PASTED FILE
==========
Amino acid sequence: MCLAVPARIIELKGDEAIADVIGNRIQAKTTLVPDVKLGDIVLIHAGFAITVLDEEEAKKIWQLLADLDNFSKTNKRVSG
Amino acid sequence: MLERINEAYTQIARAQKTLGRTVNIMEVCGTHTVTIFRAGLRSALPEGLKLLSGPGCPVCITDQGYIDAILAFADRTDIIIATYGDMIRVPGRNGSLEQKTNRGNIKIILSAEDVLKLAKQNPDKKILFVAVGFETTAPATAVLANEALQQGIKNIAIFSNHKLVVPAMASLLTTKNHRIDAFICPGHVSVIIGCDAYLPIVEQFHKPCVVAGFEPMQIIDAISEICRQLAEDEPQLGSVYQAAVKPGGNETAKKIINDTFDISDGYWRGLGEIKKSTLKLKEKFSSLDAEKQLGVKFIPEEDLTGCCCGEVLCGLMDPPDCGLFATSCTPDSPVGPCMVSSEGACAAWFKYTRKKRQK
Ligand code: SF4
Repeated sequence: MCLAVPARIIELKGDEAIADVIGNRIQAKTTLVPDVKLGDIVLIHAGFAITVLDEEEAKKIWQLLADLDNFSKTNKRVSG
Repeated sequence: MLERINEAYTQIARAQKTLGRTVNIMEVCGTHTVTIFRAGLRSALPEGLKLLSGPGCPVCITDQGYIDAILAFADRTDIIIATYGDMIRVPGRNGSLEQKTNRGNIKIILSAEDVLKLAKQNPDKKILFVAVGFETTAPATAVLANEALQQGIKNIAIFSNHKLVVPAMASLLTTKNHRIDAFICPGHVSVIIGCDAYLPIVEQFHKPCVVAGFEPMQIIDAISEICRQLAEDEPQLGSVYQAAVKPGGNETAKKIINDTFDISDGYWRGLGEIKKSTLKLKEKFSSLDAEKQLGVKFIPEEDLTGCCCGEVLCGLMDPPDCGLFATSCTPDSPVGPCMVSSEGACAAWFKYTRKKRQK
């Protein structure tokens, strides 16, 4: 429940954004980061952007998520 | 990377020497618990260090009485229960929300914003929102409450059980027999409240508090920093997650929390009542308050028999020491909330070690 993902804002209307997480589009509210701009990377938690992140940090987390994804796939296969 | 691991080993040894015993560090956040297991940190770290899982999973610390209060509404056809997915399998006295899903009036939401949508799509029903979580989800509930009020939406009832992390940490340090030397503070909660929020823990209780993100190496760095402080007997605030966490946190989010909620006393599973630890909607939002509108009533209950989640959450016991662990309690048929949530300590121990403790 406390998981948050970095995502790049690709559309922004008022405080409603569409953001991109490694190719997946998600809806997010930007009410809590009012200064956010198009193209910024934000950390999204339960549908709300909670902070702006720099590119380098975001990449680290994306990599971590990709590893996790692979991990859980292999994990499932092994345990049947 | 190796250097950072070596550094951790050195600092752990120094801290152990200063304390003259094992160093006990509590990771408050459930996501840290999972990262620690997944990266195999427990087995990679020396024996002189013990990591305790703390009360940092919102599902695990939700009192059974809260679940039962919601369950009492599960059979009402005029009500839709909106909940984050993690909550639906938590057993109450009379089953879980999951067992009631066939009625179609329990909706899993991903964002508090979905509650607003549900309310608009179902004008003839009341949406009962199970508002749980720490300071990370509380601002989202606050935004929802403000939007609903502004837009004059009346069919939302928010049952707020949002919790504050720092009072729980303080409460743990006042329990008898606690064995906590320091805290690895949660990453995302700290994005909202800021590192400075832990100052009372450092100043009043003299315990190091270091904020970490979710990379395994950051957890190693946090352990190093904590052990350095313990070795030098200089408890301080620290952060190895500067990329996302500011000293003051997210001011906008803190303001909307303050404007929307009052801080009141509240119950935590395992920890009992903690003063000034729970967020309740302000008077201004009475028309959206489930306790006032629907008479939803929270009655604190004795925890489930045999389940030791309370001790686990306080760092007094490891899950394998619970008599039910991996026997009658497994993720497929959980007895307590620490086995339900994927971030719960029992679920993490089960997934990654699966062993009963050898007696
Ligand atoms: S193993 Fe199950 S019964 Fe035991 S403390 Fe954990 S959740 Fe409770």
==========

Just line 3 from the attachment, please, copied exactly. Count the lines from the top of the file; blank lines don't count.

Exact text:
Ligand code: SF4